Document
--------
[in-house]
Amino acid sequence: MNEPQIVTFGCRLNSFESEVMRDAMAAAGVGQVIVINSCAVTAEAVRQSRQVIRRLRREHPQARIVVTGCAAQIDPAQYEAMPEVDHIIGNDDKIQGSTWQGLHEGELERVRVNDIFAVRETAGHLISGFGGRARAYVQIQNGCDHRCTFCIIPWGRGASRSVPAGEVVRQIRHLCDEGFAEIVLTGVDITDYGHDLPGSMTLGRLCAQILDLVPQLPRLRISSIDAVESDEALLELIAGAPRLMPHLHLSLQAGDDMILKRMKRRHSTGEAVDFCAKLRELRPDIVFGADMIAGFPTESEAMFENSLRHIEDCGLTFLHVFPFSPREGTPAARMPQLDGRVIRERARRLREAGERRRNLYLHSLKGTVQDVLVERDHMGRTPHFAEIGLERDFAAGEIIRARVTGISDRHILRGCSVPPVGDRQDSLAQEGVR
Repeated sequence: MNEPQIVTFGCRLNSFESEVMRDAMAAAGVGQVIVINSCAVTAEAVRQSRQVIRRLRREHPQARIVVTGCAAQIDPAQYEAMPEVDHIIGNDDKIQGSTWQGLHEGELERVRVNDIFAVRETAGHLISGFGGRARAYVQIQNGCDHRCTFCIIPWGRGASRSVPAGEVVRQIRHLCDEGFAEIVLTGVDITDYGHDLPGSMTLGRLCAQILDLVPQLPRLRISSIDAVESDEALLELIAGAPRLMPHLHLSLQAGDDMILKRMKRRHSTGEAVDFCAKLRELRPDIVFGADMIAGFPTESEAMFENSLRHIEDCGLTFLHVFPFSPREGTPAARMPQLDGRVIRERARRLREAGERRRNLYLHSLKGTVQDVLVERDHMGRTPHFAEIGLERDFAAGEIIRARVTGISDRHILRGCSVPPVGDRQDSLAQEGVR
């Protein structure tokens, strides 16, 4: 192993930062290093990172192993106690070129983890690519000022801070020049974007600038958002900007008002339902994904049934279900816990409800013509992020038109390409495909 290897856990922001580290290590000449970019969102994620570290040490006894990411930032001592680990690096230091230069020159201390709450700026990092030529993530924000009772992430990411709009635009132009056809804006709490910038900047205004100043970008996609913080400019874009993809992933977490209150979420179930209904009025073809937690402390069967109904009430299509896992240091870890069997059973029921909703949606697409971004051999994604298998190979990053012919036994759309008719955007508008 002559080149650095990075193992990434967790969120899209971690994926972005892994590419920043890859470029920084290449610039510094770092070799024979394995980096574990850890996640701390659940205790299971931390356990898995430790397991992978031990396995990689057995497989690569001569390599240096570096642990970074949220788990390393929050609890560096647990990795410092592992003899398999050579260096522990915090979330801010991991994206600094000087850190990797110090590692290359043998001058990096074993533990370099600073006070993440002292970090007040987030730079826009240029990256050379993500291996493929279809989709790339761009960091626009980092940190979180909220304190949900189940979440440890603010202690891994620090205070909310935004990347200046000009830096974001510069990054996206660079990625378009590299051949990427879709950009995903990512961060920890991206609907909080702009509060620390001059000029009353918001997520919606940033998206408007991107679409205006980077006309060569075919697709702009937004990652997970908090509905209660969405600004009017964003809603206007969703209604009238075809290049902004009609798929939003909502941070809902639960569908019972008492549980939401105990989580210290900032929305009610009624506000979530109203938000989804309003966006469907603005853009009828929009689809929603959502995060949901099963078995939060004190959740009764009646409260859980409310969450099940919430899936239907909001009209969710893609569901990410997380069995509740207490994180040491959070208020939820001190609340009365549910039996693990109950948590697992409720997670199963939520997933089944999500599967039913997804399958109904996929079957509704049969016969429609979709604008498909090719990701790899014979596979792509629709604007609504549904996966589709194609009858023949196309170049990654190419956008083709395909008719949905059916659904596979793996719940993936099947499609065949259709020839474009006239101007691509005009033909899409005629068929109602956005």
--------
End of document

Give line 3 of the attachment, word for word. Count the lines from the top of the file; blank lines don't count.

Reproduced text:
Repeated sequence: MNEPQIVTFGCRLNSFESEVMRDAMAAAGVGQVIVINSCAVTAEAVRQSRQVIRRLRREHPQARIVVTGCAAQIDPAQYEAMPEVDHIIGNDDKIQGSTWQGLHEGELERVRVNDIFAVRETAGHLISGFGGRARAYVQIQNGCDHRCTFCIIPWGRGASRSVPAGEVVRQIRHLCDEGFAEIVLTGVDITDYGHDLPGSMTLGRLCAQILDLVPQLPRLRISSIDAVESDEALLELIAGAPRLMPHLHLSLQAGDDMILKRMKRRHSTGEAVDFCAKLRELRPDIVFGADMIAGFPTESEAMFENSLRHIEDCGLTFLHVFPFSPREGTPAARMPQLDGRVIRERARRLREAGERRRNLYLHSLKGTVQDVLVERDHMGRTPHFAEIGLERDFAAGEIIRARVTGISDRHILRGCSVPPVGDRQDSLAQEGVR